“For a long time, there were debates about poisoning, but this did not lead to a decision on the grounds that, in this case, there must be an intention to kill,” recalls Charlotte Pezeril, director of the Observatoire du sida et des sexualités. “There was finally a first conviction in June 2011 which set a precedent.

Some convictions
The Huy criminal court ruled in favour of a newly infected woman and sentenced an HIV-positive man at an advanced stage to three years in prison (two of which were suspended) for “voluntarily administering, without the intention of killing, substances that can cause death or seriously alter health”, according to article 402 of the penal code.

In a case of paid homosexual intercourse, the Brussels correctional court then sentenced in October 2015 (decision confirmed on appeal in May 2017) to 18 months in prison the man paid for attempted administration, without taking into account his treatment and viral load in the proceedings.

There are only a few convictions in Belgium, according to a non-exhaustive data collection, which is also difficult. More broadly, “there was a wave of penalisations that emerged in the years 2000-2010, when we were at a time when effective antiviral treatments had been found”, observes Charlotte Pezeril. “At the beginning, HIV was a great cause for mobilisation, giving rise to solidarity with sufferers, and as long as there was no treatment, the messages called for partners to share responsibility and protect themselves with condoms. With the introduction of penalties, the focus of responsibility has shifted to those who have been diagnosed.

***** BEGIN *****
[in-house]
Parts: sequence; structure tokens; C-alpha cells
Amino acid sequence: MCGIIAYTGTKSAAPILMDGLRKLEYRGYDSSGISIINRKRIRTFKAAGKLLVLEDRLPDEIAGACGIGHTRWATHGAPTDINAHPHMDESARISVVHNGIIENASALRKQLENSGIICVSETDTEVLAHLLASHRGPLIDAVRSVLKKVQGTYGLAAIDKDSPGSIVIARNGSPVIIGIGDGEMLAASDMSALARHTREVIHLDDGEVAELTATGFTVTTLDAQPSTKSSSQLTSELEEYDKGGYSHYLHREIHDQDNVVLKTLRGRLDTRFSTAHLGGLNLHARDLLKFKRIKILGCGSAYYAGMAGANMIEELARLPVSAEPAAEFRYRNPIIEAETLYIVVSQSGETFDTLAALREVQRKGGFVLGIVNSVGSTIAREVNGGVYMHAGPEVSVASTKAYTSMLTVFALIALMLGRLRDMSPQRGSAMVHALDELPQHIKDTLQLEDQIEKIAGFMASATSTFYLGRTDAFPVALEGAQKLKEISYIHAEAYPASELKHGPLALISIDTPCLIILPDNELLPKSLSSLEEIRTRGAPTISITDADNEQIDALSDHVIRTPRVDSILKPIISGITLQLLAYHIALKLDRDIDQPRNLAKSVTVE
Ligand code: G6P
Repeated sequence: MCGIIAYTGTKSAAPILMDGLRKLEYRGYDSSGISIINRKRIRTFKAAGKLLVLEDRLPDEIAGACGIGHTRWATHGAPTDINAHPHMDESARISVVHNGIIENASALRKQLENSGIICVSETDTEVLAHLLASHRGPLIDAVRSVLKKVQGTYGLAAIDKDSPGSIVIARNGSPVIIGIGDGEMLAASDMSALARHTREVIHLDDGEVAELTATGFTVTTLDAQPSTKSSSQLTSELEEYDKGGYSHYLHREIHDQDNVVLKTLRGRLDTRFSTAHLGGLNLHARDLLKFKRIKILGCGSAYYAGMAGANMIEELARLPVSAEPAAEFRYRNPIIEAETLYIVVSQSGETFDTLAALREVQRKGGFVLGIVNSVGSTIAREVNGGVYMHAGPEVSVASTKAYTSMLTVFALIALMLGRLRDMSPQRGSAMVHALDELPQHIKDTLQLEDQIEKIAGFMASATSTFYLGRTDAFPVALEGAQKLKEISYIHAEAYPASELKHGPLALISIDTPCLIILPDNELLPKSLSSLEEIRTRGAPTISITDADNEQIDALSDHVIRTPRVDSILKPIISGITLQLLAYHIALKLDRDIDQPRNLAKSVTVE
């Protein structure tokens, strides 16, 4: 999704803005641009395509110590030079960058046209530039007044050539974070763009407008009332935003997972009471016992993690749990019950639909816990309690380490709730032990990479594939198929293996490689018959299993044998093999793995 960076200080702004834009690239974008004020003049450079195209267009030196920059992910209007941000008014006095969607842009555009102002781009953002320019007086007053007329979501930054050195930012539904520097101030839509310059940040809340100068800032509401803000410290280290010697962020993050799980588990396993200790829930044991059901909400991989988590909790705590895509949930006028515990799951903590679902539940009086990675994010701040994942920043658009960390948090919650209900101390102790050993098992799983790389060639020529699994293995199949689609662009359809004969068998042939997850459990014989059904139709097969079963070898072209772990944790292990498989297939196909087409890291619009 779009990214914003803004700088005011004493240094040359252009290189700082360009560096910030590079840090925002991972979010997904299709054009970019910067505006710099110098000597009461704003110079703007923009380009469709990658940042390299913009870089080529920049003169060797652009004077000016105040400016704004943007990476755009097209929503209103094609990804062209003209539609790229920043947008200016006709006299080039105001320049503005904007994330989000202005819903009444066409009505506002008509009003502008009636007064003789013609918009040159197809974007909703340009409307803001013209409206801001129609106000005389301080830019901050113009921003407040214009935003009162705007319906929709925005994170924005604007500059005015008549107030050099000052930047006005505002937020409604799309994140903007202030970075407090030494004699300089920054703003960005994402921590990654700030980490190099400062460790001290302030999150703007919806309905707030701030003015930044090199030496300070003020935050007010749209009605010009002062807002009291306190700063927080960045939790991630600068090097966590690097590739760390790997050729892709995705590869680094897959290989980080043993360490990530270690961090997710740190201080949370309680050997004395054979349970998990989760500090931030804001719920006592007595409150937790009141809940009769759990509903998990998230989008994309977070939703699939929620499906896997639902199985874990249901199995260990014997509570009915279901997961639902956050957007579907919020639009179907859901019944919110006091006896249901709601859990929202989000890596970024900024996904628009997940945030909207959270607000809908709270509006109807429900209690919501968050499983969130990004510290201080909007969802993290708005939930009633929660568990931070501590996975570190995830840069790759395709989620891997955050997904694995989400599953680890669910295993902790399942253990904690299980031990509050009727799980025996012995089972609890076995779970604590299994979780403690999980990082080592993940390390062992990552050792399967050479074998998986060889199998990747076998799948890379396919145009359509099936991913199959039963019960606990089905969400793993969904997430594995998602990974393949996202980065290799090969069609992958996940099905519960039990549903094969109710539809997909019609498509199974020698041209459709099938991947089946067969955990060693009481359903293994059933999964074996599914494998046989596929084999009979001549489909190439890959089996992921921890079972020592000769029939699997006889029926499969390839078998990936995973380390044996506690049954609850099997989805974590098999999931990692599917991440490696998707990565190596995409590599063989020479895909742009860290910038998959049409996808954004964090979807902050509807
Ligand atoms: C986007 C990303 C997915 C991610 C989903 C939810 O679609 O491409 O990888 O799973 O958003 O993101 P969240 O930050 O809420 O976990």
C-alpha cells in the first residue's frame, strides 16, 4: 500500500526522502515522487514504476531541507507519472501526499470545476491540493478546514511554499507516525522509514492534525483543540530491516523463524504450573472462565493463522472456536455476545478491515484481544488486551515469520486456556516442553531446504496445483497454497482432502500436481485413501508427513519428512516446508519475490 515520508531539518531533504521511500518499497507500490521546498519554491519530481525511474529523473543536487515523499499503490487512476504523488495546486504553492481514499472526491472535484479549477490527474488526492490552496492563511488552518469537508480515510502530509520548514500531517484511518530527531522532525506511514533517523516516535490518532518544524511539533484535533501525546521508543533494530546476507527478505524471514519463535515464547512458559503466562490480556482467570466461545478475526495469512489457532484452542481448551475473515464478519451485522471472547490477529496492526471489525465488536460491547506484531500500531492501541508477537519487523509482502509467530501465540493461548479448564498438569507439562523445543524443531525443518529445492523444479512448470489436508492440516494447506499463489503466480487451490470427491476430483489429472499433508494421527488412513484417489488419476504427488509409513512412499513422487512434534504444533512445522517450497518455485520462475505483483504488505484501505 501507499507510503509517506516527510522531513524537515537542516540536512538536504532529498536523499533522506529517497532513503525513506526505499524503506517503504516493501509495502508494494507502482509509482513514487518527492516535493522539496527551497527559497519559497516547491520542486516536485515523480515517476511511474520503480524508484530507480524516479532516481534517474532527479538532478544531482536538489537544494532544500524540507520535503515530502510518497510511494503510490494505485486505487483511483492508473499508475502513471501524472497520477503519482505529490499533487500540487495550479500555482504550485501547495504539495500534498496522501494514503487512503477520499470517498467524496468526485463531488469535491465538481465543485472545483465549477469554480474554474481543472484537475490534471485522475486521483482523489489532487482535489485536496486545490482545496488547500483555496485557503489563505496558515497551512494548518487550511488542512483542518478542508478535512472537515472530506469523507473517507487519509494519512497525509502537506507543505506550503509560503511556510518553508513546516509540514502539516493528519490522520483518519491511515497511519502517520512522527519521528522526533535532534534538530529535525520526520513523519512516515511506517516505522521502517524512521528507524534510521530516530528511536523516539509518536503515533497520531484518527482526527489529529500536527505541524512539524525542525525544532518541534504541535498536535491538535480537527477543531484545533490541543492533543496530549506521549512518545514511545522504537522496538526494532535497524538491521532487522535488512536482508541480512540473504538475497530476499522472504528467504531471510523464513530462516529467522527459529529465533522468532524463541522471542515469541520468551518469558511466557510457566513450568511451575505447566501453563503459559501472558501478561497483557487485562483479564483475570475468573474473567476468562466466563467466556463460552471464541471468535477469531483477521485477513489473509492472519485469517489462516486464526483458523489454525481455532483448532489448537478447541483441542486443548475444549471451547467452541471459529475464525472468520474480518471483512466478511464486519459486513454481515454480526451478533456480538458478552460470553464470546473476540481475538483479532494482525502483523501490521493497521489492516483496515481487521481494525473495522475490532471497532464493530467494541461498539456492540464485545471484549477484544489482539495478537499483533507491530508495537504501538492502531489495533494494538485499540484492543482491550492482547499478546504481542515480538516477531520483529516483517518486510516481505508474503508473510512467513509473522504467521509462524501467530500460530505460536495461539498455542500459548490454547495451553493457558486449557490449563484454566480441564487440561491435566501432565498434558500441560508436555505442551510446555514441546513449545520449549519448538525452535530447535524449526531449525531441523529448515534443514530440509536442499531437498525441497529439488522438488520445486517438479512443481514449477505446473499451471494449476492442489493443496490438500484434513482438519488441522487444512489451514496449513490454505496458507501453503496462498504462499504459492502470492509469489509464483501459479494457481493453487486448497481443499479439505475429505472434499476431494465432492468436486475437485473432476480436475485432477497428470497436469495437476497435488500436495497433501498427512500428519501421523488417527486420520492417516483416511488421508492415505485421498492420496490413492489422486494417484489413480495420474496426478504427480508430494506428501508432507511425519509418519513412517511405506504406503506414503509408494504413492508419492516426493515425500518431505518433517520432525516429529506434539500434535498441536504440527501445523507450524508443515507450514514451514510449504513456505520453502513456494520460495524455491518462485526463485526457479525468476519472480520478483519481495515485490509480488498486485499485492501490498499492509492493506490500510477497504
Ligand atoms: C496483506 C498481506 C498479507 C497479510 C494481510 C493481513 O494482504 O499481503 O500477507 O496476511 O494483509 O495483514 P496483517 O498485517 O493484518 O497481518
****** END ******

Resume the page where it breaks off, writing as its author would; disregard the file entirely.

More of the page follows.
A perilous path
In Canada, where convictions have multiplied, the question of treatment has become central and since 2017 it has been necessary to prove that there is a real risk of transmission. Sarah Schlitz said that she and the Minister of Justice are examining the possibility of clarifying the text on the transmission of a virus when it is not intentional, in the context of the reform of the criminal code. Charlotte Pezeril drew attention to the proposal to insert “malicious dissemination of pathogens”, which is also under discussion.

While this virus is at the heart of a pandemic that has brought about major societal changes, this criminalisation could, in her opinion, open up a dangerous path: “We are now starting to see convictions in Australia for the transmission of syphilis. Now that HIV is treatable and we have case law, why not penalise the transmission of other sexually transmitted infections, or even other transmissible diseases… Penalisation does not seem to be a good public health policy and it has perverse effects in terms of prevention.

Appel pour prémunir les personnes vivant avec le VIH de poursuites au pénal